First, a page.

If my goal is to collect by myself, I then must be a certified and registered debt collector, or a Lawyer and comply with my State regulations, and also most probably with the regulations of the State where the debtor who owes the debt I purchased is living or has his head office if it is a company.

If I intend to hand over the debt I purchased to a debt collector so that he collects on my behalf, I shall have to pay a commission upon success, Court fees when necessary, and this will lower my profit:

In any case, to buy a debt for pennies on the dollar I shall have to conduct due diligences and ask the seller for all available documentation and information related to the debt he sells, and this to protect myself from a bad investment. is the best place to find sellers who are selling single debts or portfolios. You may negotiate with them without any third party. As simply as you would buy a pre-owned car on Craigslist.

There are six datasets on Fiscal Data which include the national debt, which is referred to as Total Public Debt Outstanding (TPDO). TPDO is the sum of Debt Held by the Public and Intragovernmental (Intragov) Holdings. Some datasets include debt issued by the Federal Financing Bank (FFB). The datasets listed below only include debt issued by the Treasury Department. The list below provides information on where there are differences in debt calculations related to the national debt.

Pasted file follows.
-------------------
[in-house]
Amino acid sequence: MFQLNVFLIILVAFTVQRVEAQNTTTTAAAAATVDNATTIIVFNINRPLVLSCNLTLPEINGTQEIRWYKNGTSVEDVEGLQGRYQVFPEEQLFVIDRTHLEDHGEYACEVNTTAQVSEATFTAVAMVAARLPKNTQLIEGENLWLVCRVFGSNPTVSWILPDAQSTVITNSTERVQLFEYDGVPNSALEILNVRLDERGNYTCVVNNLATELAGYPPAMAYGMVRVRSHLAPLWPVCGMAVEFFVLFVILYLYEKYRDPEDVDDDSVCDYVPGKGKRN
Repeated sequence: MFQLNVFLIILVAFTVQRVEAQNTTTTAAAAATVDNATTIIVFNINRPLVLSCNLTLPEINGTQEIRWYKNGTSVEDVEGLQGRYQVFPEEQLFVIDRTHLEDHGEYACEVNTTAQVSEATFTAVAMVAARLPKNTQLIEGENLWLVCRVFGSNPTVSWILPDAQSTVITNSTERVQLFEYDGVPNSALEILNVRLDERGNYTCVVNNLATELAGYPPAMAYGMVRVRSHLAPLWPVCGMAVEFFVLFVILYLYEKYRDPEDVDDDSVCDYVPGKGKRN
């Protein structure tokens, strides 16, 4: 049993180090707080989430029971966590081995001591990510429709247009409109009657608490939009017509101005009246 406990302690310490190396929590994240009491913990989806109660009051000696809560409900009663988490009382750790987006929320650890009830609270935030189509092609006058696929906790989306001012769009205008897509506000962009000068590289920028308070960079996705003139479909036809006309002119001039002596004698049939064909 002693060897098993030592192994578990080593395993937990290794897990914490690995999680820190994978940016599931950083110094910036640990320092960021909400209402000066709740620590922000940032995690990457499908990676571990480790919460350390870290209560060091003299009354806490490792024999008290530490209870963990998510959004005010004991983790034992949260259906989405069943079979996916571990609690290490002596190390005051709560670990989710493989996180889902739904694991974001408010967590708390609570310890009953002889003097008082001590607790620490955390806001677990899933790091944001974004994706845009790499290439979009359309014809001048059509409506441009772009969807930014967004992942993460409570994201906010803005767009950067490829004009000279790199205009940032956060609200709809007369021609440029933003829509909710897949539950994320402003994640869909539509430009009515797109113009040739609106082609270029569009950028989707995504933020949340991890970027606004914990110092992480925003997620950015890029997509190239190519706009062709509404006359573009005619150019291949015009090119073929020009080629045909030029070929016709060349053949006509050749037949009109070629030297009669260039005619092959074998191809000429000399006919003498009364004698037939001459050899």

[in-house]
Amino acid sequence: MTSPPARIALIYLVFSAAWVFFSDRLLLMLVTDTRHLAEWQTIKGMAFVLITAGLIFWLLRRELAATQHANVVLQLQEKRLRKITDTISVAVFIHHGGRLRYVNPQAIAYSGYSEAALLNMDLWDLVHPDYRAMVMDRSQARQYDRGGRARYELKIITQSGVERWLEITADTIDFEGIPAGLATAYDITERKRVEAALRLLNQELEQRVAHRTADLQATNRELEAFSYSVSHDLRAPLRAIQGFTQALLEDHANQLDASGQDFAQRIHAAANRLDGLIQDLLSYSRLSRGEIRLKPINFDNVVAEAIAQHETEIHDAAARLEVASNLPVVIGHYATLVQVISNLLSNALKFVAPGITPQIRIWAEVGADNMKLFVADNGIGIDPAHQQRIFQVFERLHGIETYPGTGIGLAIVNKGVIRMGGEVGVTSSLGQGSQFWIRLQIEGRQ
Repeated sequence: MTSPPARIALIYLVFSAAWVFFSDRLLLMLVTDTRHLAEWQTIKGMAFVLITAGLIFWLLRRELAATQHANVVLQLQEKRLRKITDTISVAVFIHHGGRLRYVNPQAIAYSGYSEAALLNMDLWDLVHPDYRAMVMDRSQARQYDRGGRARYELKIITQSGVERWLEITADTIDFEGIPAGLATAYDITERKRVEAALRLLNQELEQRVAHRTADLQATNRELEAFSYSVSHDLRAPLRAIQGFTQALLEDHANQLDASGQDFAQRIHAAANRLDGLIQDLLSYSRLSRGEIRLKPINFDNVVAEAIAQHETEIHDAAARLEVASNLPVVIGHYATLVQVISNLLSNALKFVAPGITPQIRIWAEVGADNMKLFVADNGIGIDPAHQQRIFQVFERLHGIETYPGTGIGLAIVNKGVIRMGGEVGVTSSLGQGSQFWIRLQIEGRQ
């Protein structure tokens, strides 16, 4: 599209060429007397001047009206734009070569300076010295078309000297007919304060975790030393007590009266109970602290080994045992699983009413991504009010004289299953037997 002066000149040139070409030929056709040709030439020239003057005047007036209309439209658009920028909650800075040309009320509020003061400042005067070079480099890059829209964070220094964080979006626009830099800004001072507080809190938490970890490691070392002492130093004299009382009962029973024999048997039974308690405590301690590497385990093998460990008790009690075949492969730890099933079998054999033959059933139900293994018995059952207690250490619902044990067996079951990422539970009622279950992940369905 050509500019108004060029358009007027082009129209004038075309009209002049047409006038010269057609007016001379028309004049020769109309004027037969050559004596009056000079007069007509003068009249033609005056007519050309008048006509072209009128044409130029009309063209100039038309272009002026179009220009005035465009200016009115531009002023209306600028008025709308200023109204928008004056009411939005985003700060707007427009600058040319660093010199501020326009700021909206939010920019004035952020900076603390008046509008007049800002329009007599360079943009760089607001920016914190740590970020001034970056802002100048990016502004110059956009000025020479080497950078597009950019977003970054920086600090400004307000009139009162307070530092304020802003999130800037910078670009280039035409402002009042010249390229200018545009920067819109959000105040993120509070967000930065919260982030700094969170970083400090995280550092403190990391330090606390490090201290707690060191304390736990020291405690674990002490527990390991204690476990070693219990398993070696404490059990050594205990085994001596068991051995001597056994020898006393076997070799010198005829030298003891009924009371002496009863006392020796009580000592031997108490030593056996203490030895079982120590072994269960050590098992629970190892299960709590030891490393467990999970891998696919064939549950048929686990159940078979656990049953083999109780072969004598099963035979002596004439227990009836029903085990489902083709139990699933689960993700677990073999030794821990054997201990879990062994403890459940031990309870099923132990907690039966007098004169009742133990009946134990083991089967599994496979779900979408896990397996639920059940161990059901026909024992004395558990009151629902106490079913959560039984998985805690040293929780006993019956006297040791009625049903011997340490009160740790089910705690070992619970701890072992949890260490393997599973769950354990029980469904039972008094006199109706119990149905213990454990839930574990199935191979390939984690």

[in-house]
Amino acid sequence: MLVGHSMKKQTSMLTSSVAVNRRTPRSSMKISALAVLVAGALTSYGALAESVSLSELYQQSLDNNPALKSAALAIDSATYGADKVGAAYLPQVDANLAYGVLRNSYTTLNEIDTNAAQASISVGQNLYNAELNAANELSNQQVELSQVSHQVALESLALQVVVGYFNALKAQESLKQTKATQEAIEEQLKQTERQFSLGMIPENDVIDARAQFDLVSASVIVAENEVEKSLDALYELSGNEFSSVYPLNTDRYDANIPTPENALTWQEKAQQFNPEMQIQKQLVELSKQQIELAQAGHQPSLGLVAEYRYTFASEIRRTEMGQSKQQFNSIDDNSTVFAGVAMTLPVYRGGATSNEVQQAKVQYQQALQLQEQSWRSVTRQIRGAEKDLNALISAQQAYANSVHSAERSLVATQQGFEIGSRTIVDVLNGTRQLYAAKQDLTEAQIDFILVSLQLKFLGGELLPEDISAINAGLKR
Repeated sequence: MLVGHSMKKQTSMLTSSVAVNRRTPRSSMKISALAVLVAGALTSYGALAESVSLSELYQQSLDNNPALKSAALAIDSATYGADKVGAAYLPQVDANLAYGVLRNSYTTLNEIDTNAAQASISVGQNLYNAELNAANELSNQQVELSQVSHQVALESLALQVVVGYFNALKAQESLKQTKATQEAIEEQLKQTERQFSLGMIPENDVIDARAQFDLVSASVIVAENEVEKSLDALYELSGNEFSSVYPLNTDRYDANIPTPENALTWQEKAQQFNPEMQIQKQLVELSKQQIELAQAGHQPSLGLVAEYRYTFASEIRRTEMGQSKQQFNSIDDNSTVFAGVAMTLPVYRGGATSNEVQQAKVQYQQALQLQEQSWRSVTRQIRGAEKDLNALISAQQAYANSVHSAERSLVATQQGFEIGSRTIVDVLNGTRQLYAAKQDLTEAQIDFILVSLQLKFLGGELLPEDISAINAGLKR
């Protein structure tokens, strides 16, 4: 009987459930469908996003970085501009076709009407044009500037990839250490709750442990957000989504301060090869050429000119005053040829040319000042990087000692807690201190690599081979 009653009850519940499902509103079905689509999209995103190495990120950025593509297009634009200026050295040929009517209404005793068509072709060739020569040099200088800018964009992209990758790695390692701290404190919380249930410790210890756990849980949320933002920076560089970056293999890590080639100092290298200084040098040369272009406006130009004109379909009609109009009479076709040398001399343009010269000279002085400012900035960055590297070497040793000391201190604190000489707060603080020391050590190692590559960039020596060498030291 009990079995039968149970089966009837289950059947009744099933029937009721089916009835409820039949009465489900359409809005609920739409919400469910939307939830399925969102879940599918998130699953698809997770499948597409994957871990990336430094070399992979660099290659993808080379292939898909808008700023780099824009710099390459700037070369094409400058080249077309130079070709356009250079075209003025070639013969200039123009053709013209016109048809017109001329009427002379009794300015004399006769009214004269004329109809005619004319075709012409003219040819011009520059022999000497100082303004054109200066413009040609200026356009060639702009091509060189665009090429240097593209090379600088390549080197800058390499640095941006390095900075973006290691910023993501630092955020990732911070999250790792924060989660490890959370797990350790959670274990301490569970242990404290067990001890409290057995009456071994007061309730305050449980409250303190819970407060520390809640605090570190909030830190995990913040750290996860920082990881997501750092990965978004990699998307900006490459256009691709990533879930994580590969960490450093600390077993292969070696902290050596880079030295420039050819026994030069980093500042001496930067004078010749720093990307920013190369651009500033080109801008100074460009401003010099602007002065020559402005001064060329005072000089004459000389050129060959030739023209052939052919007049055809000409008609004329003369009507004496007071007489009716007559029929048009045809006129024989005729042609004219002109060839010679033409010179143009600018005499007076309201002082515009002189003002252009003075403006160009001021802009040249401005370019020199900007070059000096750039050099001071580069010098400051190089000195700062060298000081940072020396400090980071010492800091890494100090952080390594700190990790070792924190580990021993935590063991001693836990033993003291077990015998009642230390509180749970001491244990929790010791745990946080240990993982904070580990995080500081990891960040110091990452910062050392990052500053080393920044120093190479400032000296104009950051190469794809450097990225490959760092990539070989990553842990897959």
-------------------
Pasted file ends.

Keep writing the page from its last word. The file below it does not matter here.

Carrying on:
Daily Treasury Statement (DTS) contains Debt Held by the Public and Intragov Holdings, but does not aggregate these two categories into TPDO. In this dataset, Intragov Holdings includes debt issued by the FFB. Dollar values for Debt Held by the Public and Intragov Holdings are rounded in millions to cohere with other data in the dataset. Please note that the published reports on the Fiscal Service site contain TPDO values.

Monthly Statement of the Public Debt (MSPD) contains TPDO, as well as a breakout of Debt Held by the Public and Intragov Holdings. In this dataset, Intragov Holdings includes debt issued by the FFB. Dollar values are rounded in millions to cohere with other data in the dataset.

Schedules of Federal Debt contains Debt Held by the Public and Intragov Holdings, but does not aggregate these two categories into TPDO. In this dataset, Intragov Holdings do not include debt issued by the FFB. Dollar values are rounded in millions to cohere with other data in the dataset.

Debt broken out by intragovernmental holdings and debt held by the public has not always been provided. Where this occurred, the dataset shows a value of $0.00 instead of a null value. Debt held by the public and intragovernmental holdings data is available yearly (on a fiscal basis) from 9/30/1997 through 9/30/2001, monthly from 9/30/2001 through 3/31/2005, and daily from 4/4/2005 to today. Some columns in this dataset overlap with the Monthly Statement of the Public Debt (MSPD), Monthly Treasury Statement (MTS), Daily Treasury Statement (DTS), and Schedules of Federal Debt datasets. Debt issued by the Federal Financing Bank (FFB) is included in the intragovernmental holdings in the Debt to the Penny dataset, but not in the Schedules of Federal Debt dataset because it is not debt managed by the Bureau of the Fiscal Service. The difference between these datasets is equal to the amount of debt issued by the FFB. 041b061a72